An Unconventional Officer - love and war in Wellington’s army

The battle of Talavera has been causing me a good deal of trouble while revising An Unconventional Officer.

Talavera, 1809

 Paul had just rallied his men after their encounter with the left column, keeping a wary eye on the French and trying to assess the extent of the damage. The first company had taken the worst punishing. He had no way of knowing how many were dead and how many lay wounded on the field, but more than half of them were missing including all of the officers. His own light company was battered and bloody and there were faces he searched for and could not find.
     “Sergeant, where’s Grogan?”
     O’Reilly shook his head exhaustedly. He was sporting a bloody arm where it had been grazed by a musket ball. “Down, sir,” he said quietly.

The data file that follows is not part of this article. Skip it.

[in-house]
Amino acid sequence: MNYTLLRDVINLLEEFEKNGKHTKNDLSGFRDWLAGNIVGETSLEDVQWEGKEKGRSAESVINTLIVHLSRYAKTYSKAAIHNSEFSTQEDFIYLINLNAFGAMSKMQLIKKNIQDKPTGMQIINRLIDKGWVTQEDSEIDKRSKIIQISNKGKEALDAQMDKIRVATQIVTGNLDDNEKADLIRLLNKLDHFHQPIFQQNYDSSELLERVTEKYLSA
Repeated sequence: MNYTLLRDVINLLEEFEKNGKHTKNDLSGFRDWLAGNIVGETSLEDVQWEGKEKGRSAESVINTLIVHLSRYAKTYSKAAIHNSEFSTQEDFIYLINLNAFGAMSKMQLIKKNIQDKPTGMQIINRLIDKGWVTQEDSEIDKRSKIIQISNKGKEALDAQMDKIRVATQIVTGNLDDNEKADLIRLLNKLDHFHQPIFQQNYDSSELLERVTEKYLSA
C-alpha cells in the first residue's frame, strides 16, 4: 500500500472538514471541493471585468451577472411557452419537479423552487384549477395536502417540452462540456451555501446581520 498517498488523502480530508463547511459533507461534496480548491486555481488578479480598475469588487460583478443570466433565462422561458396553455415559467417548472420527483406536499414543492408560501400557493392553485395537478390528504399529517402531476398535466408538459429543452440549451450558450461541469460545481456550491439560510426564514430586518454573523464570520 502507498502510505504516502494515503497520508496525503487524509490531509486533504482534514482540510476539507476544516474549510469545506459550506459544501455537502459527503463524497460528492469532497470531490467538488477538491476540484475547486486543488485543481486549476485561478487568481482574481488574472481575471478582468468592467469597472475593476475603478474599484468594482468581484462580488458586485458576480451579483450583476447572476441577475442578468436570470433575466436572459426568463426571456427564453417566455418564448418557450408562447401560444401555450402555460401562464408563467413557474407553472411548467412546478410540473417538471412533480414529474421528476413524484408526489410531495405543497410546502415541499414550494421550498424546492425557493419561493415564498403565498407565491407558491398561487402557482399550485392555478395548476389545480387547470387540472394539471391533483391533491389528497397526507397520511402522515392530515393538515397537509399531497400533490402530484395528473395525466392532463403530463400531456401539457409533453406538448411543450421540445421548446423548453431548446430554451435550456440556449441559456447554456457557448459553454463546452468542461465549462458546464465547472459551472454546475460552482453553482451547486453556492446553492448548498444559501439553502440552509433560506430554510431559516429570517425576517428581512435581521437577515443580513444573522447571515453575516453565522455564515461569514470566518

“Wounded?”
     “Dead. No doubt.”
      Paul nodded. The green-jacketed rifleman was one of the oldest in his company and had been with him since India. “Poor bastard. Isn’t his wife expecting again?”

I mentioned a few days ago that I am already tired of the battle of Talavera.  Home again after spending the Easter weekend with friends I am contemplating another go at it.  I’ve been whinging about Talavera but in some ways it illustrates the general problems of writing about battles.

In writing a series of books about the Peninsular War, it’s hard to avoid the odd battle.  They occur with increasing regularity, interrupting the daily life of my characters and causing death and mayhem all over the place and they are impossible to ignore.